Degree of disability, pain levels, muscle strength, and electromyographic function in patients with Hansen's disease with common peroneal nerve damage.
INTRODUCTION: This study evaluated the degree of disability, pain levels, muscle strength, and electromyographic function (RMS) in individuals with leprosy.
METHODS: We assessed 29 individuals with leprosy showing common peroneal nerve damage and grade 1 or 2 disability who were referred for physiotherapeutic treatment, as well as a control group of 19 healthy participants without leprosy. All subjects underwent analyses of degree of disability, electromyographic tests, voluntary muscle force, and the Visual Analog Pain Scale.
RESULTS: McNemar's test found higher levels of grade 2 of disability (Δ = 75.9%; p = 0.0001) among individuals with leprosy. The Mann-Whitney test showed greater pain levels (Δ = 5.0; p = 0.0001) in patients with leprosy who had less extension strength in the right and left extensor hallucis longus muscles (Δ = 1.28, p = 0.0001; Δ = 1.55, p = 0.0001, respectively) and dorsiflexion of the right and left feet (Δ = 1.24, p = 0.0001; Δ = 1.45, p = 0.0001, respectively) than control subjects. The Kruskal-Wallis test showed that the RMS score for dorsiflexion of the right (Δ = 181.66 m·s-2, p = 0.001) and left (Δ = 102.57m·s-2, p = 0.002) feet was lower in patients with leprosy than in control subjects, but intragroup comparisons showed no difference.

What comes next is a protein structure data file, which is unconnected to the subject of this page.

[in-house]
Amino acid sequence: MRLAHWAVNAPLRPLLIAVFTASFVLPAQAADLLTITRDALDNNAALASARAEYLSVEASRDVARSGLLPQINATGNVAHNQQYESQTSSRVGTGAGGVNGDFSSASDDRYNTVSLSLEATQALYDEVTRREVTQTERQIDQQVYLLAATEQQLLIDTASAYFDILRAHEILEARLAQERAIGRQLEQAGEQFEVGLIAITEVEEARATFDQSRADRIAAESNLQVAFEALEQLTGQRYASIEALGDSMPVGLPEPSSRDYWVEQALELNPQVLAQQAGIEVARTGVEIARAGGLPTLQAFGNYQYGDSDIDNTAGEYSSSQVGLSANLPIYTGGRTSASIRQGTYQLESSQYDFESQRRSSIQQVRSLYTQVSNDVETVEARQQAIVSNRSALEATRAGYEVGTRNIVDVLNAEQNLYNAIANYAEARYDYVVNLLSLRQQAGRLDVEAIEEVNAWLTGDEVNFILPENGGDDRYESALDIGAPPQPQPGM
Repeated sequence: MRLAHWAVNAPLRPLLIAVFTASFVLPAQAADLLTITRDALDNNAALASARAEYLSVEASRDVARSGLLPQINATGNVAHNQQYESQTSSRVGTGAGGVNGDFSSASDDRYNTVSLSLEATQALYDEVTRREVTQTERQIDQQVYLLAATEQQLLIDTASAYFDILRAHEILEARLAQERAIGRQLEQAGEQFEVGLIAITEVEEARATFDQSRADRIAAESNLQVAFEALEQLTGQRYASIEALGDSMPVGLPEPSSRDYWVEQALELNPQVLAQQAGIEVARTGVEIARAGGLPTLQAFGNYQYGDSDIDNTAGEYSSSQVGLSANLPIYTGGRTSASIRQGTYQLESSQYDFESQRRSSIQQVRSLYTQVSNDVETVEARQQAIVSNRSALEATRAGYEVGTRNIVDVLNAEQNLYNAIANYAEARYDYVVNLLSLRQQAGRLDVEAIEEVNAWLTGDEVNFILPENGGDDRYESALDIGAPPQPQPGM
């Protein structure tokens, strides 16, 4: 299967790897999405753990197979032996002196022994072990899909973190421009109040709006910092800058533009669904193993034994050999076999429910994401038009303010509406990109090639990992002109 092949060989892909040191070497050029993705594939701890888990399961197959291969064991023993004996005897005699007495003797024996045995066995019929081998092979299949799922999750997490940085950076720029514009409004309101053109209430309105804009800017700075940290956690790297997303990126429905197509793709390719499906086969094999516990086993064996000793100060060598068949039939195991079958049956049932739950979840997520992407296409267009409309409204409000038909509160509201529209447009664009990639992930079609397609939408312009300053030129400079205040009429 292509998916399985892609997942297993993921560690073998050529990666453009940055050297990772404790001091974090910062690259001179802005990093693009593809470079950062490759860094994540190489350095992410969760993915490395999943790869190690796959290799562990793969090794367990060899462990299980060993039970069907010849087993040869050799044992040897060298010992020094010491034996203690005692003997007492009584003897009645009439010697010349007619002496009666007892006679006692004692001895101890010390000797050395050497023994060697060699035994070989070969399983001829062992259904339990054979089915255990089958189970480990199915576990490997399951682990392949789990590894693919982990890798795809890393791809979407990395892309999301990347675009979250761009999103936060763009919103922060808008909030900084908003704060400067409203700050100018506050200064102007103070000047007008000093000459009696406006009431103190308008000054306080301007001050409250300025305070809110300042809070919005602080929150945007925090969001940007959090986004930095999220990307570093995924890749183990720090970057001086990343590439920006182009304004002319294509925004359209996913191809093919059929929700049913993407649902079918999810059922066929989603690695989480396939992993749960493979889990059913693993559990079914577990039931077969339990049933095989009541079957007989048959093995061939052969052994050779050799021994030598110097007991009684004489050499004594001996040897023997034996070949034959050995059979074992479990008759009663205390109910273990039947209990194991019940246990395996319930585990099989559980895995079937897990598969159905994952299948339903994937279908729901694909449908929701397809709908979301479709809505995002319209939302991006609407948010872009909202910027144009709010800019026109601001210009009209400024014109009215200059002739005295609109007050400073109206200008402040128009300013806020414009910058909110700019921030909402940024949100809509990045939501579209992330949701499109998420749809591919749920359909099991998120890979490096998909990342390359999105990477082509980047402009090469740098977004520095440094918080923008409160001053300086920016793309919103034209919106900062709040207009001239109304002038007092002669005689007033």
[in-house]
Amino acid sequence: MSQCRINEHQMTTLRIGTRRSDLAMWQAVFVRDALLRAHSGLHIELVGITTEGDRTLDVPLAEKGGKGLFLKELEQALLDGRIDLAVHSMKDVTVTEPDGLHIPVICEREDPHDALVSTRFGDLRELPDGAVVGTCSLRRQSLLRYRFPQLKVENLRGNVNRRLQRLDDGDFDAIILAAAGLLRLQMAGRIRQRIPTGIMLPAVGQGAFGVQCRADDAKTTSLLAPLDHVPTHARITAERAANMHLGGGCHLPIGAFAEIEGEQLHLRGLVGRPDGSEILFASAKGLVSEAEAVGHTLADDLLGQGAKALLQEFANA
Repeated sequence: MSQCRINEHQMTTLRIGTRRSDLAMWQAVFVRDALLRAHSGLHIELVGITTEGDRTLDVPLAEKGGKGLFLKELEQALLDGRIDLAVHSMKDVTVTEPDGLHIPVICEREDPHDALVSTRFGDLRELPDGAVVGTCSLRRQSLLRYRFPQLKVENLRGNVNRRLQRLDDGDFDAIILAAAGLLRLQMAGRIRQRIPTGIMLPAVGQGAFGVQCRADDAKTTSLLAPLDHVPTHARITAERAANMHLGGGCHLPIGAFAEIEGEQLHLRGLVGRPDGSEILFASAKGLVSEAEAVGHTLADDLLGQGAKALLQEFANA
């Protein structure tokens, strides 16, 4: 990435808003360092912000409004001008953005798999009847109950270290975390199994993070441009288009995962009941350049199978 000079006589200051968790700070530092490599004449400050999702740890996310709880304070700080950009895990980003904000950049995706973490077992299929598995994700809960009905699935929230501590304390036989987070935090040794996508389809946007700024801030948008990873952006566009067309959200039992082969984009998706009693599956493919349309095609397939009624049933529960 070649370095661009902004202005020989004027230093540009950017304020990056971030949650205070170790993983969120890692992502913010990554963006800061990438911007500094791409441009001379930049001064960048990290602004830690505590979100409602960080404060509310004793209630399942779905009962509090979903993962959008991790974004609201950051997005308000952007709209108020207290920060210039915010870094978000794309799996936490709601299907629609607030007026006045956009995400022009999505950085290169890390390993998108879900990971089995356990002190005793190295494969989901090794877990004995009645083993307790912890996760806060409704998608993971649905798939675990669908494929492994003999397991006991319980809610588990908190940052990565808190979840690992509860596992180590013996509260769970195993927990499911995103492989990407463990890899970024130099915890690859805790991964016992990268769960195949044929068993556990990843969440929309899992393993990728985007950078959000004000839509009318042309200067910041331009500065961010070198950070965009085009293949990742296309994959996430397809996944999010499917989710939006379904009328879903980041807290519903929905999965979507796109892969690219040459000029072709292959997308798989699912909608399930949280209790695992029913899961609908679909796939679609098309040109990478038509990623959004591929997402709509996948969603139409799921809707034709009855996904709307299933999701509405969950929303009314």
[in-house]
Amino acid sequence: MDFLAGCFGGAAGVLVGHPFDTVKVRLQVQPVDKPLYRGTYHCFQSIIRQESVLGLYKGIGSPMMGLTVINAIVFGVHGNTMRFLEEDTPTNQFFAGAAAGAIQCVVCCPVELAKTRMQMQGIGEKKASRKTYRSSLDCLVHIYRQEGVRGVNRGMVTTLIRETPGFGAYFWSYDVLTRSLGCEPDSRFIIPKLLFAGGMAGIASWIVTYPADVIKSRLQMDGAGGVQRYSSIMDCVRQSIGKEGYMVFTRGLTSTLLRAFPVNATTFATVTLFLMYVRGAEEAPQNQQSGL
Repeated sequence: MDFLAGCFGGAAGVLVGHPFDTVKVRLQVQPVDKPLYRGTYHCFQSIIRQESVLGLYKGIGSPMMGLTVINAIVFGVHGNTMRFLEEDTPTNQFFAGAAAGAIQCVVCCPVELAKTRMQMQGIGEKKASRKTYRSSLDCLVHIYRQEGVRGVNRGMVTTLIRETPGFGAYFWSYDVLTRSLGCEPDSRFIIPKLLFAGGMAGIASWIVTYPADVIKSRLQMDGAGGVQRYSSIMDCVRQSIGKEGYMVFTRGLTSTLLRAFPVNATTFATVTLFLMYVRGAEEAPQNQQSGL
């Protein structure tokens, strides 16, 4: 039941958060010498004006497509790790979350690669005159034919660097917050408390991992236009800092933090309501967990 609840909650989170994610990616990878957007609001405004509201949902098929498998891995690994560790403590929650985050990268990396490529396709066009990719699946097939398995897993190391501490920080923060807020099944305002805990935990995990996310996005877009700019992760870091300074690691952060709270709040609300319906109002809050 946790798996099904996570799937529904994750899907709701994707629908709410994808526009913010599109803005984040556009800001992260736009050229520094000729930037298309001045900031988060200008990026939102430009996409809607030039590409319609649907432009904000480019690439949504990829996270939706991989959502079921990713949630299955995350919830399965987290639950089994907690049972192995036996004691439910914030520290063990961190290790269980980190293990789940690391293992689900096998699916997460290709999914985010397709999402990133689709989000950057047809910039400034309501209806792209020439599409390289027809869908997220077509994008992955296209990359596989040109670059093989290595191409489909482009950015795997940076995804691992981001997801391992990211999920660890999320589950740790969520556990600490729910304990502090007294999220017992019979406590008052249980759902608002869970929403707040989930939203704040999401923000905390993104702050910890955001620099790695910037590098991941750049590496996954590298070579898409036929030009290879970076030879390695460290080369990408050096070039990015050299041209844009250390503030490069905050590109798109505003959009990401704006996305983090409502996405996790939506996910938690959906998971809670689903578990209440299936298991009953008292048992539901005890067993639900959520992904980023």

CONCLUSIONS: Leprosy had a negative influence on all of the study variables, indicating the need for immediate physiotherapeutic intervention in individuals with leprosy. This investigation opens perspectives for future studies that analyze leprosy treatment with physical therapeutic intervention.